Yudhoyono to urge ASEAN to reject spying

Yudhoyono to urge ASEAN to reject spying

INDONESIAN President Susilo Bambang Yudhoyono has said he will urge ASEAN leaders at their next summit to reject spying, a move backed by Malaysia's Prime Minister Najib Tun Razak.

His statement, which did not single out any state, was prompted by recent disclosures originating from former United States intelligence contractor Edward Snowden that revealed spying activities on countries in the region, including Indonesia and Malaysia.

"We are in agreement to ask the other ASEAN countries to unite to reject spying. Mutual trust and mutual respect is important in international relations," Dr Yudhoyono told reporters at the presidential palace where the two leaders met on Thursday.

It is the 10th Malaysia-Indonesia annual bilateral meeting and the fourth such meeting between them.

In a wide-ranging discussion lasting over two hours, the leaders also pledged to ramp up trade between their countries to US$30 billion (S$37.8 billion) by 2015, up from last year's US$23 billion.

The two countries share common borders on land and sea and have peaceful and close ties that occasionally heat up when nationalistic sentiments are fanned over foreign worker issues and border incidents involving their fishermen who trespass each other's territories.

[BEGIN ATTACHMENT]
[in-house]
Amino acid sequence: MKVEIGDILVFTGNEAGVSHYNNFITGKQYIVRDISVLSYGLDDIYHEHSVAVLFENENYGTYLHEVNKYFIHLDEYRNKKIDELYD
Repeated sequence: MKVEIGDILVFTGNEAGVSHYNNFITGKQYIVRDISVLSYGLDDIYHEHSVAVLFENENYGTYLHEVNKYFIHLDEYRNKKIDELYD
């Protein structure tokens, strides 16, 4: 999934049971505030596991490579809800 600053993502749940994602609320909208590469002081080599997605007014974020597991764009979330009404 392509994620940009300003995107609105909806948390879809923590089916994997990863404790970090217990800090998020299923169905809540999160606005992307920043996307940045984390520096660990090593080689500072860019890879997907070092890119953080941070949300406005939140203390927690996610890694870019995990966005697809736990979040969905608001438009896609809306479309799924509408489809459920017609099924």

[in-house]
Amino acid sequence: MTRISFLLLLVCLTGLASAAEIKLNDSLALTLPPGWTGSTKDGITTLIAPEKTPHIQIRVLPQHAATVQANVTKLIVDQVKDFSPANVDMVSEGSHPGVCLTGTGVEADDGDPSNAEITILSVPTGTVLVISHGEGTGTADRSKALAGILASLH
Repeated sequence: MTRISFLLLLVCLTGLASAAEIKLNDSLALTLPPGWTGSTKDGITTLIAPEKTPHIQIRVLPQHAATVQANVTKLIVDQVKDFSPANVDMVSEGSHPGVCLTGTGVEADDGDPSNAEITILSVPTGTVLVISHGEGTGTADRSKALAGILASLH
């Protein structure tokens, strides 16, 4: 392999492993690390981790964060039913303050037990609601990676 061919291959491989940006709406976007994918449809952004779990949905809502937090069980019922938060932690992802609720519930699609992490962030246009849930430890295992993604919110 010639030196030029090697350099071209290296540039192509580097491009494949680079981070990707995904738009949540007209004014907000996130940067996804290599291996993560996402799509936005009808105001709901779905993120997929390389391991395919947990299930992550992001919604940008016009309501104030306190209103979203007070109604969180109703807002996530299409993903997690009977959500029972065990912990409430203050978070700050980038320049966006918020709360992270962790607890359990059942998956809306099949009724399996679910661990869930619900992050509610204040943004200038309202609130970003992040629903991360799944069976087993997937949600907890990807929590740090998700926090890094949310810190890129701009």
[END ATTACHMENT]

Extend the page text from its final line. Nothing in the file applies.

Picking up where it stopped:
Malaysia's Datuk Seri Najib led eight ministers and senior officials in the meeting with Dr Yudhoyono and 21 Indonesian ministers.

On the spying issue, Dr Yudhoyono said: "I am glad to hear that the PM has supported my initiative, which I will convey to the ASEAN summit so that there will be an intra-ASEAN agreement to reject spying activities... be it spying by other nations on ASEAN nations or between ASEAN nations themselves."

Mr Najib pledged Malaysia's support, saying: "I agree that the issue be given attention at the upcoming ASEAN meeting, and when proposed, Malaysia will give our strong support for the proposal."

Indonesia suspended security exchanges with Australia and recalled its envoy to Canberra last month after revelations that Australia was using its embassies in Jakarta and other capitals in the region to intercept phone calls and data as part of a United States-led spying network in Asia. In 2009, its spies had tapped the phones of Dr Yudhoyono, his wife and eight Indonesian officials.

Reports emerged that Singapore and South Korea also had a role in the surveillance, causing Indonesian Foreign Minister Marty Natalegawa to suggest two weeks ago that ASEAN nations meet to declare the extent of their spying on fellow members of the bloc to prevent "lurching from one crisis to another" with new disclosures.

Dr Yudhoyono also welcomed Malaysia's move to review the permits of Indonesian illegal workers in Malaysia.

Indonesians form the largest number of foreign workers in Malaysia, making up half of some 1.6 million legal workers in Malaysia. They remitted home US$1 billion last year.

The two leaders also discussed strengthening cooperation on border policing and measures to mitigate the impact of the annual regional haze.


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